Jun 29, 2011
Study plots Canadian and US flu waves
A study of influenza over 10 seasons in North America showed a slight tendency for epidemics to occur earlier in the southwestern United States and progressively later in regions to the north and east, with the latest epidemics in northeastern Canada. The findings, based on Canadian FluWatch and US FluView surveillance, appeared yesterday in PLoS One. The study covered the flu seasons from 1997-98 through 2006-07. Epidemic waves spread across the United States more quickly than Canada, and epidemic peaks generally appeared to occur earlier in the United States. The researchers found that epidemics in different regions were more likely to be synchronized in the US than in Canada, and there was little delay in epidemic peaks between large cities and surrounding rural areas. They concluded that spread between regions didn't seem to produce consistent patterns in the direction and timing of flu transmission and that local lab-based surveillance is therefore the best tool for assessing community flu activity.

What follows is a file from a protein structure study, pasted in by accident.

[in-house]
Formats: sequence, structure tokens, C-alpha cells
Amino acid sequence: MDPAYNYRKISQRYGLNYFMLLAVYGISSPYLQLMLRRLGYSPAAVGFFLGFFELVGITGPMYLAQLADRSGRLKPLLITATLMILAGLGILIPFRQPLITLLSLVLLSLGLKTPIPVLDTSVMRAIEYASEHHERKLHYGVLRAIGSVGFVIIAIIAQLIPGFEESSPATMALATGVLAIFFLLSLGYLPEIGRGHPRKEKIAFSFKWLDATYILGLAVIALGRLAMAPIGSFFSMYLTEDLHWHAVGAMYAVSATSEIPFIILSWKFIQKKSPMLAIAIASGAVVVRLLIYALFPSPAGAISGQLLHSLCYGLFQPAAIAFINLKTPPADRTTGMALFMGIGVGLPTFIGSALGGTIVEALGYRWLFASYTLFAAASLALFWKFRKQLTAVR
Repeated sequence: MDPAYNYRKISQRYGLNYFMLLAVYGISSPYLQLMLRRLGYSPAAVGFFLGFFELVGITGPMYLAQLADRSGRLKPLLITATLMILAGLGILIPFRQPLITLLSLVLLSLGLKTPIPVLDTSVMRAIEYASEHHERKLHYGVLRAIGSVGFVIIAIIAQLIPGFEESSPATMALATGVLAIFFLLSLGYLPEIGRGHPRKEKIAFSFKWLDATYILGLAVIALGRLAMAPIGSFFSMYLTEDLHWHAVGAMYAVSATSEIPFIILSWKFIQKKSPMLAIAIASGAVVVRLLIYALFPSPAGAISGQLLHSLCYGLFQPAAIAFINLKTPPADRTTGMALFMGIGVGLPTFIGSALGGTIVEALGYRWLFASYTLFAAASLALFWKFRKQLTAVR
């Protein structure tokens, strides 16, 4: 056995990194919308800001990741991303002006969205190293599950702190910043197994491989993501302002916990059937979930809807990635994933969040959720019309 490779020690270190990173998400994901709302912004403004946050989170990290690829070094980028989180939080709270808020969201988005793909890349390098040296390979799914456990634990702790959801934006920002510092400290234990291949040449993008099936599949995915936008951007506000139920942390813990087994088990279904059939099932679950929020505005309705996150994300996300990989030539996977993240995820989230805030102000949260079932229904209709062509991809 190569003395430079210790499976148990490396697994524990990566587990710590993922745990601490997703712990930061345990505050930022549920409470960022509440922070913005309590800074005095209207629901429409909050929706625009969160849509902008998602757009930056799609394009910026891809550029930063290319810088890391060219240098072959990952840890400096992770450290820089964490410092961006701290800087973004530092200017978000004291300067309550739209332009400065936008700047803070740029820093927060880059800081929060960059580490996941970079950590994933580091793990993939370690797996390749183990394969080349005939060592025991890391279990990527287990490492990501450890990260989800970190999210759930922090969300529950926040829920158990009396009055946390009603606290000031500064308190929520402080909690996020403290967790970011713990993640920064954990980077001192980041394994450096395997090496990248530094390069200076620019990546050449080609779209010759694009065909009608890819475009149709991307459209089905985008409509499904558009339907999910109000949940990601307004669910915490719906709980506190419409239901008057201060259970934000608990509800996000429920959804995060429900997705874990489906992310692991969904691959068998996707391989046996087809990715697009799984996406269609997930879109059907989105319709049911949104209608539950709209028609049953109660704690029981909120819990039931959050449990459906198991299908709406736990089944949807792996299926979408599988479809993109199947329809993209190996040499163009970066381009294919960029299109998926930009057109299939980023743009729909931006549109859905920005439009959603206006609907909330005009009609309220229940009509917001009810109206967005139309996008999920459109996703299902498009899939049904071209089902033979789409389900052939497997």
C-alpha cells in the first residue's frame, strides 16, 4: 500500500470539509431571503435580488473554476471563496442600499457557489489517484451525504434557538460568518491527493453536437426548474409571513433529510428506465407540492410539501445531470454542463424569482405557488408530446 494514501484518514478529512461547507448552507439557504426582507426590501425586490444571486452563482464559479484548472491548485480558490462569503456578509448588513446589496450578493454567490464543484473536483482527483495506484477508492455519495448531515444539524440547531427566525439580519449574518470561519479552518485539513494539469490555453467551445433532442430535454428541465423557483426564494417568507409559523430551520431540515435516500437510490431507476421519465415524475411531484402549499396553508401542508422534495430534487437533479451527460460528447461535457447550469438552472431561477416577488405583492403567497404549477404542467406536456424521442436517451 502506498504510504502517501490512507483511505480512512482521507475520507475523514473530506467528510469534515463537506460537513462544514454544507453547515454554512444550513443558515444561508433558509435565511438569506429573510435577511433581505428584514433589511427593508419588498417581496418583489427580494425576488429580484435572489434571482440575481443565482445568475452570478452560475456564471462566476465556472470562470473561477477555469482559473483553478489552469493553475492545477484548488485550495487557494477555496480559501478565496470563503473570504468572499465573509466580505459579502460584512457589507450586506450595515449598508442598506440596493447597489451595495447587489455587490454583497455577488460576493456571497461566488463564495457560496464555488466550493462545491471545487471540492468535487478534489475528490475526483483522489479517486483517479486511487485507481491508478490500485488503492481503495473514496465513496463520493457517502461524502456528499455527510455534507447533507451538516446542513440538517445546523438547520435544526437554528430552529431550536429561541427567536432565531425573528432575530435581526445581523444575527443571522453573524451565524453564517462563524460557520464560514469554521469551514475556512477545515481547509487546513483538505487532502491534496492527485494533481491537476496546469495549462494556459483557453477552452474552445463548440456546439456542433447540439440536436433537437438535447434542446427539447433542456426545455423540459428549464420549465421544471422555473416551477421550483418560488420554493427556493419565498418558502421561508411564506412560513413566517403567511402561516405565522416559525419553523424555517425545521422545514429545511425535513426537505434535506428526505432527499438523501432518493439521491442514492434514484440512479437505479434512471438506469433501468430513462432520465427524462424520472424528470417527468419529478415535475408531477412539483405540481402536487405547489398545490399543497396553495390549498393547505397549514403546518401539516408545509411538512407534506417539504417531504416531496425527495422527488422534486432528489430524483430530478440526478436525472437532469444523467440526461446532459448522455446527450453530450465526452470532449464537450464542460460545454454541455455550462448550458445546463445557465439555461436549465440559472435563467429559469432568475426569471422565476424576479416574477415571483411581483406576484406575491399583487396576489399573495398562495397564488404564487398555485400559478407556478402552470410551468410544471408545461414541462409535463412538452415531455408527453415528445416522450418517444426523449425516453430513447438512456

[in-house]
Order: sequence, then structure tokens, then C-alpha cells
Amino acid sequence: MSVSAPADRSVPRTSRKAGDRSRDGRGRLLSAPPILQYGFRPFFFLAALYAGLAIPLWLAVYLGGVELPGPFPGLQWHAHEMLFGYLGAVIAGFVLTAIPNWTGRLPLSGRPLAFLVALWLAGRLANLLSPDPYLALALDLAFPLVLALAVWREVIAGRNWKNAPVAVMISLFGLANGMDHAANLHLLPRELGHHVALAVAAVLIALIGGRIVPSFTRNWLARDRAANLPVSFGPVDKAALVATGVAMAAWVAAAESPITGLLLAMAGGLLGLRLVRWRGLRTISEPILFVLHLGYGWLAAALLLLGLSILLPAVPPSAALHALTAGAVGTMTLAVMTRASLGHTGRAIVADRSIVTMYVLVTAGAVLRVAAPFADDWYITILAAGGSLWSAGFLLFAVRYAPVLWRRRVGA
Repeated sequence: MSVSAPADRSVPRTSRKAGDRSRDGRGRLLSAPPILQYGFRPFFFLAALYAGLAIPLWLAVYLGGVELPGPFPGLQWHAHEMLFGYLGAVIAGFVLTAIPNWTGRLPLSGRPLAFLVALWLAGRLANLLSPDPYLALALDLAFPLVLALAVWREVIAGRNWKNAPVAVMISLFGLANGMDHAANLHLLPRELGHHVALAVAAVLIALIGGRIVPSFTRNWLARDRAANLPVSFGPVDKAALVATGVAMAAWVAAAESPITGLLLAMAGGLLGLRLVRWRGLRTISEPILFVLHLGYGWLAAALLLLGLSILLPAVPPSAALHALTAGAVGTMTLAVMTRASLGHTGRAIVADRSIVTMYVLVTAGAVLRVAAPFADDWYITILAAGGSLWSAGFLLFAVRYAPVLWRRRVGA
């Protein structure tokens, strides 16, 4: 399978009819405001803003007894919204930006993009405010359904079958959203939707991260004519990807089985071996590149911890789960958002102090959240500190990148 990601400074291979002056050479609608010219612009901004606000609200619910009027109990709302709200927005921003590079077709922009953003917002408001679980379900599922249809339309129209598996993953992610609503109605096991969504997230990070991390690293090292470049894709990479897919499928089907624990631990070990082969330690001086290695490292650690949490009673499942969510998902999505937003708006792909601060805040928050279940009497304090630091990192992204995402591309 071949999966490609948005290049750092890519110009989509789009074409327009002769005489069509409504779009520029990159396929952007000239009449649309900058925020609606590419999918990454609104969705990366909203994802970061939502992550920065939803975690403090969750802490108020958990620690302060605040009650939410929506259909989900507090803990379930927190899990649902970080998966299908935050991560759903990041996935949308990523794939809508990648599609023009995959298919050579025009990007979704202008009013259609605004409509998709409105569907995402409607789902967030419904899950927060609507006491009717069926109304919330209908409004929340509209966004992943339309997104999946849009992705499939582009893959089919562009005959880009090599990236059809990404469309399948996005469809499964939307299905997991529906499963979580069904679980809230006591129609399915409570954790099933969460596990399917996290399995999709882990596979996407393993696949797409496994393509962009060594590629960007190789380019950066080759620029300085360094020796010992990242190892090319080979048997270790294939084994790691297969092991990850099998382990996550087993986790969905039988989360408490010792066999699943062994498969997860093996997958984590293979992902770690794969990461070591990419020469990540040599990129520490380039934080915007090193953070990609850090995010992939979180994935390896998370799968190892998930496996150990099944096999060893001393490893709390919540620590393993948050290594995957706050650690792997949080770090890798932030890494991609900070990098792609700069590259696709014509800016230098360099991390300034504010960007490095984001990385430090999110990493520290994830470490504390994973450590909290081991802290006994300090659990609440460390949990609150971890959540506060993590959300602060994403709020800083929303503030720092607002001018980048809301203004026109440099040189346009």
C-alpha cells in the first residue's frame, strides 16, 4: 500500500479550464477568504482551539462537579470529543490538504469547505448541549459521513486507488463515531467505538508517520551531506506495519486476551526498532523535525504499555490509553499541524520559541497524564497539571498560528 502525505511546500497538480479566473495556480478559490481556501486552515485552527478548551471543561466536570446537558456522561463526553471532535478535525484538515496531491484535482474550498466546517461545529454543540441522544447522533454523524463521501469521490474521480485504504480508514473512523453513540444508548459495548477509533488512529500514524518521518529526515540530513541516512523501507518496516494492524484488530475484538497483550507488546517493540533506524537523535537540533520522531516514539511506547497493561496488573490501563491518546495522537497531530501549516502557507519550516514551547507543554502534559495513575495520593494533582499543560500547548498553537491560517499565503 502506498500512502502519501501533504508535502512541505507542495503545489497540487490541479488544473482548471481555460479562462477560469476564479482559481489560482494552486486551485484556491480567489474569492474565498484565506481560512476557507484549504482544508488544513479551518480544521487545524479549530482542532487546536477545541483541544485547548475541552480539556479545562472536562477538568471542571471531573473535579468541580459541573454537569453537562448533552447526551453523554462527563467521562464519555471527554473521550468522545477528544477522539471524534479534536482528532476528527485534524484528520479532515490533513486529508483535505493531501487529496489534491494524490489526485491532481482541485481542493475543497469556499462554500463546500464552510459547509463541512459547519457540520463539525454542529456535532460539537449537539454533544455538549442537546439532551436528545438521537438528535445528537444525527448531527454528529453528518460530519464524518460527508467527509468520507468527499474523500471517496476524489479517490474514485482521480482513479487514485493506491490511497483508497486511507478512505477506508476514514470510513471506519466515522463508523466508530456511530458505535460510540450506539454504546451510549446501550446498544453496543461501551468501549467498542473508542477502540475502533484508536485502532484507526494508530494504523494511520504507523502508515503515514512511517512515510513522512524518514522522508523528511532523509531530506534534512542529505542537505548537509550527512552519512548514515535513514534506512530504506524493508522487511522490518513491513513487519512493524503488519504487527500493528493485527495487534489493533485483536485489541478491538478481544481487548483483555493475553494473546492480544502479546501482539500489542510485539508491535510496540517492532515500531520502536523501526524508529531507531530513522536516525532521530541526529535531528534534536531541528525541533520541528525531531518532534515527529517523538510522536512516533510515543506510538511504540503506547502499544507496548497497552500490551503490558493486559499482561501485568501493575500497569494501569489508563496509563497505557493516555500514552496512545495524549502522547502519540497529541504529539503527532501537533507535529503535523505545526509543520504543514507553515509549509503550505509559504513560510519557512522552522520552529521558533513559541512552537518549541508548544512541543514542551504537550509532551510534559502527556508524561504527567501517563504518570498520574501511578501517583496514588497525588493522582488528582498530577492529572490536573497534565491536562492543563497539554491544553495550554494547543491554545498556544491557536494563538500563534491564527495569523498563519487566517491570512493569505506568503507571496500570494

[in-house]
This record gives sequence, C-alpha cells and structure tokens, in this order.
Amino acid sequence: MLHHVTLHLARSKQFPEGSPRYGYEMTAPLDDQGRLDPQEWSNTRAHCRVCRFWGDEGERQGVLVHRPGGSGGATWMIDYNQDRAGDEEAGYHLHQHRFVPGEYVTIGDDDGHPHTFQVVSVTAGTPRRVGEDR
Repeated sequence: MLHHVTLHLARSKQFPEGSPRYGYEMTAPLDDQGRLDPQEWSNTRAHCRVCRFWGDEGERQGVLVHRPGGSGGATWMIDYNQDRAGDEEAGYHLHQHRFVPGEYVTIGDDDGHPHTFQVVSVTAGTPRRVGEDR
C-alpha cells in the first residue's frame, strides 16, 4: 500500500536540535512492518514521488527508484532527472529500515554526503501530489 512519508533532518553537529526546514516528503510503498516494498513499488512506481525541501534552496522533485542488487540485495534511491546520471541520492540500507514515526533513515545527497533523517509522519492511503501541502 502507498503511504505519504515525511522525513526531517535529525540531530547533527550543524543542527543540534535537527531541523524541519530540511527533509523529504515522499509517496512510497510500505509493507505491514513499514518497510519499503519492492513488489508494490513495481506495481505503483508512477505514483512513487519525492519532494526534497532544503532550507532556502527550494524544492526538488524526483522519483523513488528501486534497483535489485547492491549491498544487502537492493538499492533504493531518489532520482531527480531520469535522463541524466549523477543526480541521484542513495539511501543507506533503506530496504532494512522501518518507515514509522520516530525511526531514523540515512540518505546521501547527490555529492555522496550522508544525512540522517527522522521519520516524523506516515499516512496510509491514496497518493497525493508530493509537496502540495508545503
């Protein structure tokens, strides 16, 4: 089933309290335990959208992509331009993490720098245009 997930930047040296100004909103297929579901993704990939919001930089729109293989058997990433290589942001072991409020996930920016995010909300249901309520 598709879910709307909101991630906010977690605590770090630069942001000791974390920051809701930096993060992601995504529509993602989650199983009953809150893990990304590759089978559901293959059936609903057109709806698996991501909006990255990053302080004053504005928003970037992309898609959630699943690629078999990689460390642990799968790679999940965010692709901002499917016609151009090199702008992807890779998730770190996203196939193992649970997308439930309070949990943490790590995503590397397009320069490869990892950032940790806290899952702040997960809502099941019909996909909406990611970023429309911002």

Jun 28 PLoS One study
South African ostrich farmers seek disaster declaration for H5N2 toll
Ostrich farmers from South Africa's Western Cape were expected to meet with government officials today to discuss the possibility of a national disaster declaration because of highly pathogenic H5N2 avian influenza outbreaks that have decimated the local industry, the South African Broadcasting Corp. (SABC) reported. So far more than 23,000 birds have been culled, and ostrich meat from the area has been banned. State veterinarians are conducting another round of surveillance for the disease to assess the current status. Since mid April the country has reported 21 H5N2 outbreaks to the World Organization for Animal Health (OIE).
OIE reports on South Africa's H5N2 outbreaks